Social-media redlining and "social enforcement"

When I was in college, my mother, who worked at a bank, helped me set up what were essentially Potemkin credit card accounts for myself. She thought it was important to start early in forming relationships with banks to build a good credit score for the future. Get yourself in the system, make a few small purchases every month, and establish a track record of paying the bills on time.

Perhaps if I were young now, she would be forcing me to sign up for Facebook and managing the sort of contacts I should make there to improve my creditworthiness. As this Economist article reports, banks are beginning to gather online social-media data to perform risk assessment for personal loans.

An online bank that opens in America this month will use Facebook data to adjust account holders’ credit-card interest rates. Based in New York, Movenbank will monitor messages on Facebook and cut interest rates for those who talk up the bank to friends. If any join, the referrer’s interest rate will drop further. Rates and fees will also drop if account holders spend prudently. Efforts to define customers “in a richer, deeper fashion” might eventually include raising rates for heavy gamblers, says Brett King, Movenbank’s founder.

Sounds awesome, right? Nothing is so rich and deep and true as my online behavior. The more I can be defined in terms of that, the better. It's also great to know that "employees at small banks often search social media or the web for the names of loan applicants, says Jack Vonder Heide of Technology Briefing Centers, a consultancy." And at Kreditech, a German bank, "an applicant whose friends appear to have well-paid jobs and live in nice neighbourhoods is more likely to secure a loan." I want to live in that world, where I can directly monetize my social media presence and leverage my contact base. Very excited to get to think of all my time online as an extended interview with a loan officer. And I would love to get nothing but updates from "friends" -- they would just be the highest net worth individuals I can find -- about how much they love their bank and how respectable (and implicitly white) their neighborhood is.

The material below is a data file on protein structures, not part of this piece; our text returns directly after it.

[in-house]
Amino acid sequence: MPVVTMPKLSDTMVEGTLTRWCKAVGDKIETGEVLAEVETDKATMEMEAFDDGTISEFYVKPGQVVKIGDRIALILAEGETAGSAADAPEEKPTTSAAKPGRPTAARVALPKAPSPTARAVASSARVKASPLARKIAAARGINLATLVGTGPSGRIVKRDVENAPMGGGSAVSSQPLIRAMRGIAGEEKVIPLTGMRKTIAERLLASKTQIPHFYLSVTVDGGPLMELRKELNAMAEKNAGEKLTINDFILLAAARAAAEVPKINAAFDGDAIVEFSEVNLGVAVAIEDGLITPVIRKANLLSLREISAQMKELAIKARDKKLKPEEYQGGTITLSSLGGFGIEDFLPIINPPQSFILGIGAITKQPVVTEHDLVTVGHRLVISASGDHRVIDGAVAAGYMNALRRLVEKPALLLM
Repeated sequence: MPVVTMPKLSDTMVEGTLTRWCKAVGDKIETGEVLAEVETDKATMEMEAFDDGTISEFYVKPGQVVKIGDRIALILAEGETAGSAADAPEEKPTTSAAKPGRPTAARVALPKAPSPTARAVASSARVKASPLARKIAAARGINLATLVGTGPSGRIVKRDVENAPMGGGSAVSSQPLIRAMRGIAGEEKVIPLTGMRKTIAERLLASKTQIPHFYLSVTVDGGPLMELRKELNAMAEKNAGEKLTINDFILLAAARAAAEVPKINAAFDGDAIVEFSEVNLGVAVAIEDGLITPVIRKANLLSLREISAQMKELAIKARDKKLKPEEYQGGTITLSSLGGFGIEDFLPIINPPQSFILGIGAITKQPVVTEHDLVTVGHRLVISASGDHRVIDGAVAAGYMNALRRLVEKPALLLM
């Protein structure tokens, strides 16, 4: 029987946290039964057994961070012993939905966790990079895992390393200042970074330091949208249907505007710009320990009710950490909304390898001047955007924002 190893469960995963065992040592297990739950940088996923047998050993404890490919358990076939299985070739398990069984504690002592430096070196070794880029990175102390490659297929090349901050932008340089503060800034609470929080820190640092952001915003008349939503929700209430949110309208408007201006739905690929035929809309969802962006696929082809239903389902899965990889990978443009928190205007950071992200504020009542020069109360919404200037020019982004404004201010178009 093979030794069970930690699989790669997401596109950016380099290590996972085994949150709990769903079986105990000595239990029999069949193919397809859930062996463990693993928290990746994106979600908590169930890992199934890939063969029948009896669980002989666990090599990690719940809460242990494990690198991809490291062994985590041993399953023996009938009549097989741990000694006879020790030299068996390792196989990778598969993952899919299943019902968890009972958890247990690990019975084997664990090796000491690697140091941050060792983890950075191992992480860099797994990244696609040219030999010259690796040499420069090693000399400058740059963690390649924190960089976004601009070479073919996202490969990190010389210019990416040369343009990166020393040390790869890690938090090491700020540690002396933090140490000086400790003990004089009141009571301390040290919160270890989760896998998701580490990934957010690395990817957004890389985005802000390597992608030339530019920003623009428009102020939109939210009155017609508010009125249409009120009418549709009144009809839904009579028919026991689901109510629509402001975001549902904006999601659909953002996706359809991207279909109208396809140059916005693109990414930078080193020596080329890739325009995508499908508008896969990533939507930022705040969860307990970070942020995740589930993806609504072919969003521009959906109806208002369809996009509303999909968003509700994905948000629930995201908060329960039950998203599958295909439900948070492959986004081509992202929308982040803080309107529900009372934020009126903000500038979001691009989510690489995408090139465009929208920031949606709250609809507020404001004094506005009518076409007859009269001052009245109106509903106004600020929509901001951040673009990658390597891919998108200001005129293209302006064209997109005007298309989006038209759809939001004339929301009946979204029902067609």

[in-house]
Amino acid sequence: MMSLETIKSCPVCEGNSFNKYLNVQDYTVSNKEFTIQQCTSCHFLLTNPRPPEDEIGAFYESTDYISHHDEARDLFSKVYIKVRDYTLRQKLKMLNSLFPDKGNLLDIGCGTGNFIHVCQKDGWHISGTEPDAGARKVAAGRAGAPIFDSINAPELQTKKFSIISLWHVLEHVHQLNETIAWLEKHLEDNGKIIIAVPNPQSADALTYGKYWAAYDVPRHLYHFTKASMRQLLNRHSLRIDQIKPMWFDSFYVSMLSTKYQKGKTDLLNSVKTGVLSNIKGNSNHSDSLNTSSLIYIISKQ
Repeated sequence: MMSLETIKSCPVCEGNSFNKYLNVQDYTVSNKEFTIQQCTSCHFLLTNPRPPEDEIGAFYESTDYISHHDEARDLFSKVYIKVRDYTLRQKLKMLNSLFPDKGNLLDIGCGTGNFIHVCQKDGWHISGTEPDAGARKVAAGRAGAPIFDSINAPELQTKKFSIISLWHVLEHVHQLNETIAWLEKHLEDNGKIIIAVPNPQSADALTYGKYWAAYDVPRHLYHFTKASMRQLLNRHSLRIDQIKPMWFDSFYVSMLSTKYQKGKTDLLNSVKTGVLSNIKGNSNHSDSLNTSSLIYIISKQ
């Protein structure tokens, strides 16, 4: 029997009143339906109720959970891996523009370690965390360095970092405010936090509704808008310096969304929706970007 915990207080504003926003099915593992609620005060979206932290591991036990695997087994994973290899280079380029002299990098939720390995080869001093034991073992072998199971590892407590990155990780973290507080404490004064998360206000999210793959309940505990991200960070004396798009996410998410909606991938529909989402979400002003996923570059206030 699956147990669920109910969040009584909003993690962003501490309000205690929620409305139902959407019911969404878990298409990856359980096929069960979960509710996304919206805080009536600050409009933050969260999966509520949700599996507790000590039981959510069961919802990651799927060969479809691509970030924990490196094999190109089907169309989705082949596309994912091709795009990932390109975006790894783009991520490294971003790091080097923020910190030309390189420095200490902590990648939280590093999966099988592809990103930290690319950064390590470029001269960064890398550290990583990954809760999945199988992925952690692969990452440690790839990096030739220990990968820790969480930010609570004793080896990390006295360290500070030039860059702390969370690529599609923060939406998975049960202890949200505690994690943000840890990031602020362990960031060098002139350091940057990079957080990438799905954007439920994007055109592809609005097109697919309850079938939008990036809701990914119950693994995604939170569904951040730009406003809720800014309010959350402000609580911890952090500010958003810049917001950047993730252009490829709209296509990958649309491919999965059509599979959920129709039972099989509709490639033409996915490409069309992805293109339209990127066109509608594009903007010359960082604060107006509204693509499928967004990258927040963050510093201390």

I'm looking forward to the time when the absence of such social-media presence becomes a disqualifier. One bank is already lending on the basis of borrowers being able to get Facebook friends to serve as human collateral.

Perhaps no company has gone as far as Lenddo, a Hong Kong start-up that owns online lenders in Colombia and the Philippines. Loan-seekers ask Facebook friends to vouch for them. To determine if those who say “yes” are real friends rather than mere Facebook contacts, Lenddo’s software checks messages for shared slang or wording that suggests affinity. What’s more, the credit scores of those who have vouched for a borrower are damaged if he or she fails to repay. Put the word out about this “social-enforcement mechanism” and “boom, the money shows up,” says Jeff Stewart, Lenddo’s boss.